Bradford University School of Management has had a long association with the CIPD and many of our HRM courses are CIPD accredited.  To join us at the CIPD’s Centenary guest lecture, book your place here.

book-here-button

 

 

Sources

Buchanan J, Froud J, Johal S, Williams K and Yu S (2010) Do the UK and Australia have sustain­able business models? Paper prepared for the International Labour Process Conference, 15–17 March 2010, Rutgers University, New Jersey.

 

Buchanan J, Froud J, Johal S, Williams K and Yu S (2010) `Unsustainable Employment Portfoios`,  Work, employment and society, 27,No.  3 pages  396–413.

Made in Dagenham hid the truth about equal pay for women

Dr Peter Prowse, senior lecturer in HRM and employment relations, University of Bradford

There was a sense of irony that the film Made in Dagenham, shown on BBC2 this weekend, came out on the same day as the Equality Act 2010.

 

Made in Dagenham

Courtesy of en.wikipedia.org/

People Management highlighted the struggle by Ford’s skilled female machinists to achieve pay equality with male manual workers. This campaign may have led to the Equal Pay Act (1970) and subsequent Equal Pay (Amendment Regulations) 1983 but the machinists did not achieve pay equality.

1. Gender pay gap still exists in 2013

And as research reports continue to demonstrate, there is still a gender pay gap even in 2013.  The latest report was covered in Louisa Peacock’s article in the Telegraph last week, showing that women with degrees are still paid less than men with the same qualifications.

Equal pay

Image courtesy Serge Bertasius Photography/FreeDigitalPhotos.net

The Dagenham women initially applied for equal pay under the 1983 regulations but lost the 1984 employment tribunal case for equal pay comparison with higher graded – and paid – manual male workers. The judgment by the tribunal (Neil v Ford, 1984) held the company job evaluation scheme was not discriminatory. In November 1984 the women machinists at the Ford plants in Dagenham and Halewood again took industrial action against the continued low grading.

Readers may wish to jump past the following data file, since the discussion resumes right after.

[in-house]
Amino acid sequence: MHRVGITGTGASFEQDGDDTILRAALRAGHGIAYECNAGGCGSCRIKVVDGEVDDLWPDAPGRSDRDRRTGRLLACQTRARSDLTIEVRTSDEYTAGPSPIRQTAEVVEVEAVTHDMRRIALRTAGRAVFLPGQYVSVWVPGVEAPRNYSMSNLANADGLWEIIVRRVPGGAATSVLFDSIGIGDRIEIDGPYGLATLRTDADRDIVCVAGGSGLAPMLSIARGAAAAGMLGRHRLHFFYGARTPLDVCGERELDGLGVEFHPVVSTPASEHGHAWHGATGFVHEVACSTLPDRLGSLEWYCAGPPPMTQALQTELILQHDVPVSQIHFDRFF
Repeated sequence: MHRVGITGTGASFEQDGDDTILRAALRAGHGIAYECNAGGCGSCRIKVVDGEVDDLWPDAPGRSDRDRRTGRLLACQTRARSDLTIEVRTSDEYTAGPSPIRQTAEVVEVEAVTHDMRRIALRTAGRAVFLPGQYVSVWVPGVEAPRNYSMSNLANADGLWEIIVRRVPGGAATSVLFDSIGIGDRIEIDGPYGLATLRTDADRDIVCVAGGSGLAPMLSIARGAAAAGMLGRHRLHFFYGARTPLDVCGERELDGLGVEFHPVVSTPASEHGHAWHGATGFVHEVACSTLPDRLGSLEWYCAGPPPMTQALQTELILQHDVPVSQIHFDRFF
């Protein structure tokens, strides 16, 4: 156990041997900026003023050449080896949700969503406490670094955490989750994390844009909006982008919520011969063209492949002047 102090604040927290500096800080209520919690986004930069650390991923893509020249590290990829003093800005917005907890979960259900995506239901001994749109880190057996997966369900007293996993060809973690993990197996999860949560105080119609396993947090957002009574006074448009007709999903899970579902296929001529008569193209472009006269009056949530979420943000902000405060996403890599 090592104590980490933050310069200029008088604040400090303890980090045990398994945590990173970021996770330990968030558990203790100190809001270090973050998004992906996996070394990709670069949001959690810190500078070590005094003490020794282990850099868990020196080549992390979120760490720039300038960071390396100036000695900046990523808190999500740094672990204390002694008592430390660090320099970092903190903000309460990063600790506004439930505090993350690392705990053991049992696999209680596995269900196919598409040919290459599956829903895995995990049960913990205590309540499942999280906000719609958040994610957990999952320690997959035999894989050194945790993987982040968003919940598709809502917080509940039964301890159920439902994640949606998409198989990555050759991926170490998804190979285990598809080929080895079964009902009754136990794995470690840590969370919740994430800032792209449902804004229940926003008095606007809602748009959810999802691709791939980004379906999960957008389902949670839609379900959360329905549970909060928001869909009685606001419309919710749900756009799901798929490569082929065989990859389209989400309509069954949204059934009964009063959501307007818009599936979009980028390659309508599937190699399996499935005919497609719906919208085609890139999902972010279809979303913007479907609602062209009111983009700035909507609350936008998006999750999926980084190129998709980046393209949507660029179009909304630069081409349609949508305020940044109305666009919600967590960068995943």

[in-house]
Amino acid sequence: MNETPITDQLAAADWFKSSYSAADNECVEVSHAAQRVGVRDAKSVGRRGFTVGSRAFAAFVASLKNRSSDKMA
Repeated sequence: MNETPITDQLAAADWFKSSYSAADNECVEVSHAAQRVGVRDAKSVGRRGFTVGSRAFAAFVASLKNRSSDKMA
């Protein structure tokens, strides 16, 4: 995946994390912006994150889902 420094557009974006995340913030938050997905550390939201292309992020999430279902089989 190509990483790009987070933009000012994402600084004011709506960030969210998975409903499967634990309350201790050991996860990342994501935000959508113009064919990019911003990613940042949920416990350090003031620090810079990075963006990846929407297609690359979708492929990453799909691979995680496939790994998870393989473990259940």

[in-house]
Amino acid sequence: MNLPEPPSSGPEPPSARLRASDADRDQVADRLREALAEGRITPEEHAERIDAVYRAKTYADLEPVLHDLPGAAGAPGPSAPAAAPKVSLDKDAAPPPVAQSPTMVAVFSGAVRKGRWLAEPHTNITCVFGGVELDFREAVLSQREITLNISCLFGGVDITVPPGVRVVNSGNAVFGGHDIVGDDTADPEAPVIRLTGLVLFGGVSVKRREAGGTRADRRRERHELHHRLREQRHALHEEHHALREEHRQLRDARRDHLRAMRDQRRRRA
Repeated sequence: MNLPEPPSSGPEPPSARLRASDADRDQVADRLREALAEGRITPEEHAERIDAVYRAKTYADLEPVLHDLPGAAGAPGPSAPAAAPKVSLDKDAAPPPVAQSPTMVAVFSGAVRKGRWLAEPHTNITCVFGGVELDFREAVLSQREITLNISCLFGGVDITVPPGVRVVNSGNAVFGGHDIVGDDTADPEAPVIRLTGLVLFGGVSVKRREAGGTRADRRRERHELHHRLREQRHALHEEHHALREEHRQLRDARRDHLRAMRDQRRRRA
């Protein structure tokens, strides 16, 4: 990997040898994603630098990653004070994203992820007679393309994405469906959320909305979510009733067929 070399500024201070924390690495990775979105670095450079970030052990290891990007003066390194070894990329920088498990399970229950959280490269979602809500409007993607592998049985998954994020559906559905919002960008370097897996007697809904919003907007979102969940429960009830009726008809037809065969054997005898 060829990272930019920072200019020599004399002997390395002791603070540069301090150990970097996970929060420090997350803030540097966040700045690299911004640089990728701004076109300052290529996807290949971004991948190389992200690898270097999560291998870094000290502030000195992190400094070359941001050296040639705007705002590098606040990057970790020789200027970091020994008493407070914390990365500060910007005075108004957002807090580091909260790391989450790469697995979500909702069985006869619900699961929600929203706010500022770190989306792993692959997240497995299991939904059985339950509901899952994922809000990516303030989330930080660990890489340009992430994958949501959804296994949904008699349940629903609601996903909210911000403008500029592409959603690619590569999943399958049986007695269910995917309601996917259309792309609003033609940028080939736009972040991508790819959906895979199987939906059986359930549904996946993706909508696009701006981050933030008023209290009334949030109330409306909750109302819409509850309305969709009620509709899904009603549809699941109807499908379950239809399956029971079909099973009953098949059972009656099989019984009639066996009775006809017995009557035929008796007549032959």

After six weeks’ strike, a decision in their favour by an independent job evaluation panel supported their case for pay equality. After the recommendations, the company agreed to regrade the women to the higher paid grade they originally applied for in 1968. To quote the independent panel in 1985, “12,000 men’s jobs have been upgraded over the past 17 years, while Ford’s women workers have been denied similar opportunities.”

2. Ford pay parity not achieved until 28 years later

Despite their contribution to the Equal Pay Act (1970), the machinists only achieved pay parity with male manual workers 28 years later. The act, like the subsequent equal value regulations, did not assist their struggle for pay equality, so why would the Equality Act achieve pay equality for women workers in 2010? As human resource management researchers point out, the lack of disclosure on pay means women – or men – are unable to demonstrate that the level of lower pay is discriminatory.

Image courtesy of  en.wikipedia.org

Image courtesy of en.wikipedia.org

Theresa May, who, as well as being home secretary, is minister for women and equalities, told four of the Ford machinists in a recent meeting for Channel 4 News: “The sad thing is that 40 years on there’s still too much of a gap.” Equal pay law alone has not resolved pay inequality. It is clear that other EU societies have reduced this pay gap more rapidly than the UK while also increasing productivity levels.

3. How do we achieve genuine equal pay?

What are the reasons for the pay gaps in 2013?Heather Jackson, chief executive of The Women’s Business Forum, says: “This is not about women lacking confidence. This is about them valuing themselves less than men. They are willing to accept less pay for the same work than men; who will negotiate upwards as they believe they are worth more”.

At the current rate of progress, we will have to wait until 2040 to see equal pay. Can we really wait that long?  What do employers still need to do – and what do women also have to do?

The Dagenham women initially applied for equal pay under the 1983 regulations but lost the 1984 employment tribunal case for equal pay comparison with higher graded – and paid – manual male workers. The judgment by the tribunal (Neil v Ford, 1984) held the company job evaluation scheme was not discriminatory. In November 1984 the women machinists at the Ford plants in Dagenham and Halewood again took industrial action against the continued low grading.After six weeks’ strike, a decision in their favour by an independent job evaluation panel supported their case for pay equality. After the recommendations, the company agreed to regrade the women to the higher paid grade they originally applied for in 1968. To quote the independent panel in 1985, “12,000 men’s jobs have been upgraded over the past 17 years, while Ford’s women workers have been denied similar opportunities.”